Rule of Targets
British police allegedly act under a philosophy of policing by consent (‘the police are the public and the public are the police’, as the saying goes), which encompasses a number of principles set out in General Instructions given to new officers from 1829 onwards.
In so many ways contemporary policing makes a mockery of these standards, and November’s confirmation of long-denied target setting for arrests fits the developing picture of an institution which operates on principles far removed from the public image it presents (one that the Met has spent millions of tax-payers’ money trying to convince us of, brilliantly highlighted by a recent poster campaign).
Today’s police are not the public. They increasingly demonstrate a disdain for the people they claim to represent and protect. So often, public order and political agenda trump genuine public concern, and some of society’s worst qualities (racism, bullying, laziness, corruption) seem to find expression in this arm of the state apparatus (which is of particular concern given their apparent ability to act with impunity, and when considering the increasing number of toys at their disposal).
Not only do arrest targets show flagrant disregard for the alleged values our police forces should operate under, and of the system we live within (the current state of British democracy is a whole other debate!), but they allow systems of oppression – such as racism – to perpetuate. In considering rule of law as an essential backbone to a system of governance which is fair, which respects due process, and which should be firmly at the heart of any democratic state, we can refer back to the General Instructions, which direct the police ‘to seek and preserve public favour … by constantly demonstrating absolutely impartial service to law, in complete independence of policy, and … by ready offering of individual service and friendship to all members of the public without regard to their wealth or social standing’.
Setting arrest targets, particularly talk of ‘easy wins’, places statistics over rule of law – and for what? So individual officers can impress their superiors? So police forces can make their case to be treated gently in the next round of cuts? So those in government can make pleas for votes through cooking the books on crime figures?
These are people’s lives. We are not pawns in political games; we are not numbers on spreadsheets. This practices shows no regard for the stress of arrest and detainment, and no concern for how criminalisation impacts on the lives of ordinary people. We cease to be people; we become tools for other people’s goals.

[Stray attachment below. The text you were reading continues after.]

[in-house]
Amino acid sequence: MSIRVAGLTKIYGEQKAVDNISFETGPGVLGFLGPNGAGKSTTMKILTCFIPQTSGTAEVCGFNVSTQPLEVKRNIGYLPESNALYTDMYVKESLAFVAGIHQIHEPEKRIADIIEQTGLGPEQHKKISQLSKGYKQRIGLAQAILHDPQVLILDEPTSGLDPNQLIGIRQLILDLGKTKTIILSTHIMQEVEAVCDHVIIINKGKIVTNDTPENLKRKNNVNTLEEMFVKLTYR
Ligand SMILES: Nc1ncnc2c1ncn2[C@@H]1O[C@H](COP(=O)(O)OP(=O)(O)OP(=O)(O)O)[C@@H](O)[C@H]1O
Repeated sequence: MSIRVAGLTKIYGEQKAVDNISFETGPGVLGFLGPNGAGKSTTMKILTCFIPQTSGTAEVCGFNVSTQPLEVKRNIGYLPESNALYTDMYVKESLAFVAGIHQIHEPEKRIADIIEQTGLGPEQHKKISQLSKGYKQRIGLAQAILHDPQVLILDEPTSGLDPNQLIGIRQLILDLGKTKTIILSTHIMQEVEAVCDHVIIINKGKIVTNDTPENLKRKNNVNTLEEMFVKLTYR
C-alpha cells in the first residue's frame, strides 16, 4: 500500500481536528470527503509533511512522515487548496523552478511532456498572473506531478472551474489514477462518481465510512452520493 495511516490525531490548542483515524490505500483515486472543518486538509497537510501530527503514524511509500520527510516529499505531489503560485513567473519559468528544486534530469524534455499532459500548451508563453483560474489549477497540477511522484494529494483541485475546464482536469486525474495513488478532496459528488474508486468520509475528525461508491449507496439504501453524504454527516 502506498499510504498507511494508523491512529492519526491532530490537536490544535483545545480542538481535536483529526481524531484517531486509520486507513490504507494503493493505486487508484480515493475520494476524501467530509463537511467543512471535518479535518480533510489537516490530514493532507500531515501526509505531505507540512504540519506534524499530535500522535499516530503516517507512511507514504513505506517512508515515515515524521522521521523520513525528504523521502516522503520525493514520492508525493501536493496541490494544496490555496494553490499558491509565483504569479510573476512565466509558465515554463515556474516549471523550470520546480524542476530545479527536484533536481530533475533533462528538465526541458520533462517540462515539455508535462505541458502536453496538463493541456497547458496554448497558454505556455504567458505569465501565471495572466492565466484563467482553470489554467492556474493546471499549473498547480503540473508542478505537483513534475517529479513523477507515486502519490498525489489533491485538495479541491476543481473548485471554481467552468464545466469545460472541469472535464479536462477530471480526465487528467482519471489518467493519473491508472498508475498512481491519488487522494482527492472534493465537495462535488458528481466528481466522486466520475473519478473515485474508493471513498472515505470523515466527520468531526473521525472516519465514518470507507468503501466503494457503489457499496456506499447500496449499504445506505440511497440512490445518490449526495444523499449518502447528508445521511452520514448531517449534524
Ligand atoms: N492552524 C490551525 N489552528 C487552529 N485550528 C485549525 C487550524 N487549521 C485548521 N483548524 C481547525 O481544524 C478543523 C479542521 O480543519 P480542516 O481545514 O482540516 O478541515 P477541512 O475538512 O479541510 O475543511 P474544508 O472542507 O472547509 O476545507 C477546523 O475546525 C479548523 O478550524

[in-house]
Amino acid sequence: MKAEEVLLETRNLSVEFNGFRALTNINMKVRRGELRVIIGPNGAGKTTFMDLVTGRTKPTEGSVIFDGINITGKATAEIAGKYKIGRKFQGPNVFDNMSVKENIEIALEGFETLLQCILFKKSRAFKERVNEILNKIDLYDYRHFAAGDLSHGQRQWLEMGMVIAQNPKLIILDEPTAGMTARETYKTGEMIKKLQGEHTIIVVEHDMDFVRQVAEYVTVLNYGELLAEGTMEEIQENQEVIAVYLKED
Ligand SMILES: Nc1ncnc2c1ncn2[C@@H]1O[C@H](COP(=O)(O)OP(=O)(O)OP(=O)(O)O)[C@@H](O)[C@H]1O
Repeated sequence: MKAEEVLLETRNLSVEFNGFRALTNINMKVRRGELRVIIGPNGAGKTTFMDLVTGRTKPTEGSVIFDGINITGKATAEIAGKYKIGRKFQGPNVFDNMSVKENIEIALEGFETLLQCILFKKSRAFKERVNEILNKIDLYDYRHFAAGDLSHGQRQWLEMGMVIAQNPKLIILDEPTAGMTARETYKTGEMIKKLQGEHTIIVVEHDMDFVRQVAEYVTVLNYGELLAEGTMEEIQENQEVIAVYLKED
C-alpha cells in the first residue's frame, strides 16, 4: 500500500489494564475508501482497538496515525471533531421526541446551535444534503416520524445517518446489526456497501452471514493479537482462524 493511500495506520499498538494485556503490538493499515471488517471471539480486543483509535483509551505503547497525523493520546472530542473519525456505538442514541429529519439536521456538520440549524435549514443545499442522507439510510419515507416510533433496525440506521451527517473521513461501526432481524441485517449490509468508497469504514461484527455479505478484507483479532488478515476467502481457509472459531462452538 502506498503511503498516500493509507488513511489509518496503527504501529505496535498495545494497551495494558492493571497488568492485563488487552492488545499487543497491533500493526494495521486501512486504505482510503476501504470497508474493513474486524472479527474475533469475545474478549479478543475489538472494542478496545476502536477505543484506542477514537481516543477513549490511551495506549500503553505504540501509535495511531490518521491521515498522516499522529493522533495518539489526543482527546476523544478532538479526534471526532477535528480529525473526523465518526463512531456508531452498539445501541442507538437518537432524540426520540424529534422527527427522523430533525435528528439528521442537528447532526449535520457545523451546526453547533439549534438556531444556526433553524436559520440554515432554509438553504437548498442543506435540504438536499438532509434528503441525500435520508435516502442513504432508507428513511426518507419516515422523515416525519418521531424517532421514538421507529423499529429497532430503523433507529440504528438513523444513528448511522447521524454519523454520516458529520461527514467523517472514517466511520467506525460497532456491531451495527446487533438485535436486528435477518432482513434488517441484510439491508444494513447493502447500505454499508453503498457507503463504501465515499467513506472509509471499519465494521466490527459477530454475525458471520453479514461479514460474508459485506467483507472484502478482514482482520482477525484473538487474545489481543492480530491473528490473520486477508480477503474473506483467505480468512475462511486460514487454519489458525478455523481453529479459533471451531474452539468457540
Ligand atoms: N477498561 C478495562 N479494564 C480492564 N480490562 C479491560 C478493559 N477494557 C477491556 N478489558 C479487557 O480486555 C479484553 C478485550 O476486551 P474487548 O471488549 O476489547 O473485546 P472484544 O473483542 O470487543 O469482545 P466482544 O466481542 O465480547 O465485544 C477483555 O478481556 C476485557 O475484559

Searching for Arrests
In 2007 it was reported that police were setting arrest targets: 3 ‘sanction detections’ every fifteen weeks. Officers stated that under these conditions easy arrests, rather than arrests/tasks with greater merit, naturally became preferred. At the time, a Police Federation spokesperson said, ‘Understandably, when the public hears about this they ask ‘What the hell is going on?’’ Well, indeed.
In considering what this means in practice: stop and search powers are regularly employed as one of these ‘easy wins’ – and these powers are enacted in a far from merit-based manner. Black people in London are currently 12 times more likely than whites to get stopped under Section 60 – which removes the need for ‘reasonable suspicion’ (23 times more likely nationally in 2012). This despite the fact that drug use tends to be lower in non-white groups. (Actually, not only are black people more likely to get stopped, but in 2013 a study also found black people were subsequently more likely to get charged.) Incidents of stop and search under Section 60 fell 89% from 2011/12 – 2012/13 – this huge drop begs the question: if such a large reduction was feasible in such a short period why were they searching so many people in the first place? Easy wins. Easy wins that unnecessarily and unfairly target specific sections of our society.
‘The Metropolitan Police Service (MPS) has no policy of setting individual targets for stop and search or for arrests.’ This 2014 public denial by the Met was reiterated internally by then Assistant Commissioner, Simon Byrne. However, an email from the previous year a Met chief inspector announced monthly ‘minimum expectations’ for officers. James Patrick, Met whistle-blower, spells out why the Met was always going to deny these allegations: because evidence collected demonstrates the involvement of senior members of the force. This is no rogue unit – this is a strategic policy.